The important thing to keep in mind when designing a data warehouse is to have a small number of well defined subject areas and to design a database that supports them. There will be numerous other possibilities for data to include in the data warehouse, but one of the most common reasons for failure in building a data warehouse is trying to start too big. The key is to choose a high impact subject area, with a powerful, committed sponsor, and go for a small, fast implementation. As the users become more sophisticated in their queries and analysis, and as the pilot project spreads to other users and subject areas, the database will pass through many iterations as it evolves.
The database that is used as the source for the PowerPlay cube has only three tables:
The simple structure of this database is illustrated in Figure 19. The database definition for the DW database is given in Appendix F: Data Warehouse Schema Definition.
Figure 19. Entity Relationship Diagram for DW
We used Oracle Rdb for the data warehouse, and the PowerHouse 4GL QTP from Cognos for extracting, transforming and loading the data. Since most of the administrative software we use has been written in-house, we had already completed the integration of name and address under a single person ID. QTP has proved to be quick and easy to write and maintain, and is powerful and efficient in its operation.
DISPLAY 'Updating SPU_ANNUAL fields' ACCESS *DW_DATA:RAWSPUA ALIAS RAW_SPU DEFINE D_SPU NUM = (T_PASS / T_ATTEMPT) * 100 DEFINE D_SPU_GROUP NUM = 10 IF D_SPU EQ 100 & ELSE 8 IF D_SPU GE 80 & ELSE 6 IF D_SPU GE 60 & ELSE 4 IF D_SPU GE 40 & ELSE 2 IF D_SPU GE 20 & ELSE 0 OUTPUT DW_PP_COHORT IN DW UPDATE ADD & VIA COURSE_CODE, STUDENT_ID, ANALYSIS_YEAR, SEMESTER & USING SUBJECT_CODE OF RAW_SPU, & NAME_NUMBER OF RAW_SPU, & YEAR_YYYY OF RAW_SPU, & SEMESTER OF RAW_SPU ITEM SPU_ANNUAL = D_SPU_GROUP
The above sample of QTP code illustrates some of the features that are useful in a data warehouse load procedure.
The objectives in this step are as follows:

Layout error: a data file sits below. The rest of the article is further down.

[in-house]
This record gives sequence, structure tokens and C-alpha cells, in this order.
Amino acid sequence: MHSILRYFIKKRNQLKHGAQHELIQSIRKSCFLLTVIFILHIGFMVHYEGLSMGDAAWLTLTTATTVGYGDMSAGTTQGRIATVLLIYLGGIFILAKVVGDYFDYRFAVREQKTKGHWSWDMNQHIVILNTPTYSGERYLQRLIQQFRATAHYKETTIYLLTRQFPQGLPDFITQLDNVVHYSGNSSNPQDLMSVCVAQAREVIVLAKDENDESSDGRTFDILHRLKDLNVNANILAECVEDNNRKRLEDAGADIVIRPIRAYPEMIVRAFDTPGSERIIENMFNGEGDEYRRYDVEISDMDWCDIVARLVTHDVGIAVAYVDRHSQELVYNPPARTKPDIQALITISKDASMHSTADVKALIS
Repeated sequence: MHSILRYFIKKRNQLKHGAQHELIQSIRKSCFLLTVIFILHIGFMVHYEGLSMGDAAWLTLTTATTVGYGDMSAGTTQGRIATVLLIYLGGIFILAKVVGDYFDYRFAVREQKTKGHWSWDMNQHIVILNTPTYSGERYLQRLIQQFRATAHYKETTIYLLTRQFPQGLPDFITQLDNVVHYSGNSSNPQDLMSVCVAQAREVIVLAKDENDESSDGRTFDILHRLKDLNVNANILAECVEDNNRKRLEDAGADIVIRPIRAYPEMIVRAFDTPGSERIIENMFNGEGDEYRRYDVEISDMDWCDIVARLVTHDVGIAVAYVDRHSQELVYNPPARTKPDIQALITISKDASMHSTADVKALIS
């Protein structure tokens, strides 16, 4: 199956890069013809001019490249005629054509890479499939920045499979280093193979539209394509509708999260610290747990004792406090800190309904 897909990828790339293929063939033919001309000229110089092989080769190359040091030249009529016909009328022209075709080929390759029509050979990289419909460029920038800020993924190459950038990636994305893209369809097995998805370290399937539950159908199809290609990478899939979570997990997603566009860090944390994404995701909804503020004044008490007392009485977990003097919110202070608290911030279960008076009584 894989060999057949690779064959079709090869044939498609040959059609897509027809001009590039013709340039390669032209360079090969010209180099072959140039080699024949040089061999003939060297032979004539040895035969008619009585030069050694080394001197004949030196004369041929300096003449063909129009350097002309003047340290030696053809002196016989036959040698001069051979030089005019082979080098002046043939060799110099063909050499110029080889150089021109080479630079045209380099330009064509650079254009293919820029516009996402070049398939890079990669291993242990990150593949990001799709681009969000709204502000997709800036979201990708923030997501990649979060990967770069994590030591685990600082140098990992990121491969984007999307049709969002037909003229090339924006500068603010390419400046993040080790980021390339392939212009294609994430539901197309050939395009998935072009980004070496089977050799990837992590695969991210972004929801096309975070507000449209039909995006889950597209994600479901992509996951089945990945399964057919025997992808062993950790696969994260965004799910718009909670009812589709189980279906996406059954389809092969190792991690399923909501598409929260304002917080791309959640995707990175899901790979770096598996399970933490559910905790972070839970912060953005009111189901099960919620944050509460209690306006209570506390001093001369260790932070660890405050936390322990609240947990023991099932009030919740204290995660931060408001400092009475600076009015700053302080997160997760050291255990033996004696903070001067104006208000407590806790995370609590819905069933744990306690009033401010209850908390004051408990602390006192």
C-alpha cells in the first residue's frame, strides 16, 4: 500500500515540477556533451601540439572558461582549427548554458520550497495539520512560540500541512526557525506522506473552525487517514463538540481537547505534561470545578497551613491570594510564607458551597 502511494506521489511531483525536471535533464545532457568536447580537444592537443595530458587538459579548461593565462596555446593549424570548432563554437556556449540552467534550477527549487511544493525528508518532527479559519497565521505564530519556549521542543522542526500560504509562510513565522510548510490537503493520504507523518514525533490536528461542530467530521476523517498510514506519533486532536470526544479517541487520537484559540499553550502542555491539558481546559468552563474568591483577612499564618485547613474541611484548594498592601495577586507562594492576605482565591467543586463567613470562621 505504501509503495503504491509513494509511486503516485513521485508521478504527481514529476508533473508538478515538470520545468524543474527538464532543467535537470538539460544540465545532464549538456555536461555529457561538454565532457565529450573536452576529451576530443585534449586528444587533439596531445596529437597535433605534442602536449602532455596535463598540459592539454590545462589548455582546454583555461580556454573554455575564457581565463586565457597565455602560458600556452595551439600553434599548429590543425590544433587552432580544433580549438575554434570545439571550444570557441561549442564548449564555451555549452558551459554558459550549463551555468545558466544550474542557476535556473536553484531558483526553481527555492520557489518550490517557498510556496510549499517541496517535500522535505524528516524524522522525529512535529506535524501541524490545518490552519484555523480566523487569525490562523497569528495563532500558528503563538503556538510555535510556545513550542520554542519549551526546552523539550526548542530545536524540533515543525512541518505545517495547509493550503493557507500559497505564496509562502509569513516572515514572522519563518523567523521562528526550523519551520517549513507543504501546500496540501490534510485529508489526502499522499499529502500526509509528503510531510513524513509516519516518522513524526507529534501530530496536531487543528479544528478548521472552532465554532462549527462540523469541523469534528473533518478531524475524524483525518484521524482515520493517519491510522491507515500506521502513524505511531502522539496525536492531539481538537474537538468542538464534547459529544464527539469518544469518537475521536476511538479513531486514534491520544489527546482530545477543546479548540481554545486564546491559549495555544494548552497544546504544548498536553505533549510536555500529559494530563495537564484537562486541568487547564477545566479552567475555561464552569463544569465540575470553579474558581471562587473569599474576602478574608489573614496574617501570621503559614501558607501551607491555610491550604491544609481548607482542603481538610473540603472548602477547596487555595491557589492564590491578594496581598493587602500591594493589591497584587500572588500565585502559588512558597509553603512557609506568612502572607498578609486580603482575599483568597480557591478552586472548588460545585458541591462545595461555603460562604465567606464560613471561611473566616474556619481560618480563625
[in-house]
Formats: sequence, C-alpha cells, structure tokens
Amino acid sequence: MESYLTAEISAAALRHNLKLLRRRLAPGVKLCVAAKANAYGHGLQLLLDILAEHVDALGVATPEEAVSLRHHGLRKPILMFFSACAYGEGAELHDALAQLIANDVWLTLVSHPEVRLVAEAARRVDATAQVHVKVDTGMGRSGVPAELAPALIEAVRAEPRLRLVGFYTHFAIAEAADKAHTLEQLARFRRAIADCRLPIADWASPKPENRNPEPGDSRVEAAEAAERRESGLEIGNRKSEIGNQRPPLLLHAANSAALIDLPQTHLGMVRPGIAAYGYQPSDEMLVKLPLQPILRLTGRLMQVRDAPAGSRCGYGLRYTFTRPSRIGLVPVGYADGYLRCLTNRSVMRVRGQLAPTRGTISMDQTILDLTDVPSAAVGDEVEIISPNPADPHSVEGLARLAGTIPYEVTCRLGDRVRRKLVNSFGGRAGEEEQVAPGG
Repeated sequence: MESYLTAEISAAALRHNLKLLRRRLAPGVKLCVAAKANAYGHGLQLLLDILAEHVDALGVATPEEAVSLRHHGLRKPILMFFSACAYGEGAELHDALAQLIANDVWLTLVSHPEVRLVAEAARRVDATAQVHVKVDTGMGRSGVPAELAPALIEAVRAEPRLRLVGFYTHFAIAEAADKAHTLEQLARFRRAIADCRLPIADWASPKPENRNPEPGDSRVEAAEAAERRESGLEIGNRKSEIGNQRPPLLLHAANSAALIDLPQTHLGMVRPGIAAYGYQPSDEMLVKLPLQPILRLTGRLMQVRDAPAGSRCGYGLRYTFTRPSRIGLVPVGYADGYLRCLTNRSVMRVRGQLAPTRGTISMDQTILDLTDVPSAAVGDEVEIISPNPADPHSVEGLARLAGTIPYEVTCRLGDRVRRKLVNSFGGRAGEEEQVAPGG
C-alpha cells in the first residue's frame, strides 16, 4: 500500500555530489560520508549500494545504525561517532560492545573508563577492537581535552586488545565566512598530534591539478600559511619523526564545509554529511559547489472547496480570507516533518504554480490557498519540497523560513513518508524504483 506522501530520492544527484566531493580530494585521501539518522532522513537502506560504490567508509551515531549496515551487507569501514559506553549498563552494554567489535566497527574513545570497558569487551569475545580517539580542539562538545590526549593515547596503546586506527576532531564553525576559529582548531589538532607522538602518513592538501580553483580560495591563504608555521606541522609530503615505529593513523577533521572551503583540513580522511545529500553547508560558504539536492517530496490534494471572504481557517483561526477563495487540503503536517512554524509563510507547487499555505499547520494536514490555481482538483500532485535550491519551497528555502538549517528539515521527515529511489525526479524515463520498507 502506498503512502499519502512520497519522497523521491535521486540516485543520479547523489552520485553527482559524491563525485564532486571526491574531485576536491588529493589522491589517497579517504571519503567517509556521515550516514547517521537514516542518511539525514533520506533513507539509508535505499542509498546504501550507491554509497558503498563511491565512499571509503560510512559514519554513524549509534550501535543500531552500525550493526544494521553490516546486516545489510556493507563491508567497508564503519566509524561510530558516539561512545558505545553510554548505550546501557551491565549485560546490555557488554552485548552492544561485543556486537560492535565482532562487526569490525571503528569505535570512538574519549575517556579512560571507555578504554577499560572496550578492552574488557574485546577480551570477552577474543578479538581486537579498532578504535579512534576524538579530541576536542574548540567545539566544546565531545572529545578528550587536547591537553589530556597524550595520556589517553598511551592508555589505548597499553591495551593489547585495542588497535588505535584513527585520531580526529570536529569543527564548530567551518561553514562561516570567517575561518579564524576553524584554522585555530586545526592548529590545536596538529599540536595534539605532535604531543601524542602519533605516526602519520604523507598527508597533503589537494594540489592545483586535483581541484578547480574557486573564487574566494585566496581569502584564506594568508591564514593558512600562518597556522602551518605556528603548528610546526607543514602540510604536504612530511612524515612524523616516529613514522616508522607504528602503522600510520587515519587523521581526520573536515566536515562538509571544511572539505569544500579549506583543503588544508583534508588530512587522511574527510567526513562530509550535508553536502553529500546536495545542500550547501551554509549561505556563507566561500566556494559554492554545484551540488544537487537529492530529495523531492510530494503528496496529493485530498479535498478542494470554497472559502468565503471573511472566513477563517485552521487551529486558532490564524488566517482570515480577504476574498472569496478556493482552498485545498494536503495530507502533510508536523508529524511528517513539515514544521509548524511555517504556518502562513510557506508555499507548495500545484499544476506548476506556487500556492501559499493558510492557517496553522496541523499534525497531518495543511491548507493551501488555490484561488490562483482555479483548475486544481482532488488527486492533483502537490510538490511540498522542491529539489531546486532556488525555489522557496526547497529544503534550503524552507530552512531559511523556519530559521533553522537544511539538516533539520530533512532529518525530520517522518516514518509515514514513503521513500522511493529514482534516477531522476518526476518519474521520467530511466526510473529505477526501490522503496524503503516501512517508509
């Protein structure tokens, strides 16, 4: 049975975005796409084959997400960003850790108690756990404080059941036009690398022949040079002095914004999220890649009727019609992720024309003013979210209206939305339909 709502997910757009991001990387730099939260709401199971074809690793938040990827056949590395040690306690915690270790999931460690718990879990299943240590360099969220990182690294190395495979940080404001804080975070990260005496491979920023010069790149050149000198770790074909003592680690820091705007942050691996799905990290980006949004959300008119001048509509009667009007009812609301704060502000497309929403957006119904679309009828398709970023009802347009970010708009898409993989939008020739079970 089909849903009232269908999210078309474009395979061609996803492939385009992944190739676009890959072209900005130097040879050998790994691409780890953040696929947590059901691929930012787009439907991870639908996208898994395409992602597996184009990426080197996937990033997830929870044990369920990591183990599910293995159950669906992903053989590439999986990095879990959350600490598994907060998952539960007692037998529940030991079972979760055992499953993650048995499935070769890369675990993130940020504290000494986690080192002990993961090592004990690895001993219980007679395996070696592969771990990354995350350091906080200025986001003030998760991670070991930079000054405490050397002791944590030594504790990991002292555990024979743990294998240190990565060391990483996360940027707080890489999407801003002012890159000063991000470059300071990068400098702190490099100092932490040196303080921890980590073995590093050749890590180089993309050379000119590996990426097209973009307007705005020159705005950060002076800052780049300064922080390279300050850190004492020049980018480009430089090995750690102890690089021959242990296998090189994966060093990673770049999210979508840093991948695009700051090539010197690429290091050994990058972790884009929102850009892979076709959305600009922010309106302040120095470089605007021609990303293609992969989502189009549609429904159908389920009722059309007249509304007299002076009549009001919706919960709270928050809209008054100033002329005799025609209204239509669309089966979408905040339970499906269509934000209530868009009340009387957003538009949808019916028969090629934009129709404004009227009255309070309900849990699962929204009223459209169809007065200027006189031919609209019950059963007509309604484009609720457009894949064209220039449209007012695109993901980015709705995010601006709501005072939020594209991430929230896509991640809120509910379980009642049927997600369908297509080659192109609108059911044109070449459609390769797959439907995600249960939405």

We were initially going to load data and analyze it by year, but because of small class sizes and courses starting in second semester as well as first semester, we decided we needed to load data by semester. The code for doing the load by semester was not completed when I moved away from Avondale College. In its present form, each student has records created unconditionally in both semesters. This creates unwanted records for students who start in second semester, or who finish in first semester.
All of the data in both the Operational Data Store (ODS) and the Data Warehouse (DW) is recoverable from production data and archive directories. The code that loads the semester data needs to be completed so that it has the proper logic for dealing with semesters. Then the ODS and DW can be deleted, regenerated, and the data can be reloaded.
A replication schedule needs to be determined, put in place and automated. We have nothing sophisticated for achieving this at present. We are simply using batch jobs that resubmit themselves appropriately. This is working quite satisfactorily for our size of data warehouse (5-10MB), which is really only in the small data mart size category.
$ submit daily.com - /restart - /queue=ACVSA_SLOW$BATCH - /after="TOMORROW+00:05:00" - /log=od_prog:daily.log $ submit CI_ALL.COM /queue=acvsa$batch /log=od_prog:CI_ALL.log
In the debate over MDD versus ROLAP, for our size of data warehouse, MDD provides all the functionality and performance that we can use. The data warehouse we have built is used by the Cognos Transformer tool to populate the multidimensional database used by PowerPlay.
Most of the preliminary work to build the cohort analysis and student performance tracking models has been completed. The unwanted semester records, described in the previous section, prevented the models from becoming operational. As soon as the coding and data reload described in the previous section are completed, the models can be completed and put into operation.
The dimensions for the cohort analysis model are as listed in Table 15.
Fortunately, many of today's database and business intelligence desktop tools include comprehensive security provisions. Access rights can be granted down to the level of data items and even data values, with templates for different roles and sets of users..
However, designing a security strategy that all parties will agree to, then implementing and maintaining it, can be quite a task.
At Avondale, name and address information had traditionally been maintained separately in the finance, the academic and the alumni records. We had actually achieved some integration of this data in the production systems as a preliminary step to setting up the data warehouse. When alumni mail-outs turned up surname or address corrections, there was some initial conflict between the academic office and the alumni office over who owned the data and therefore who had the right to update it.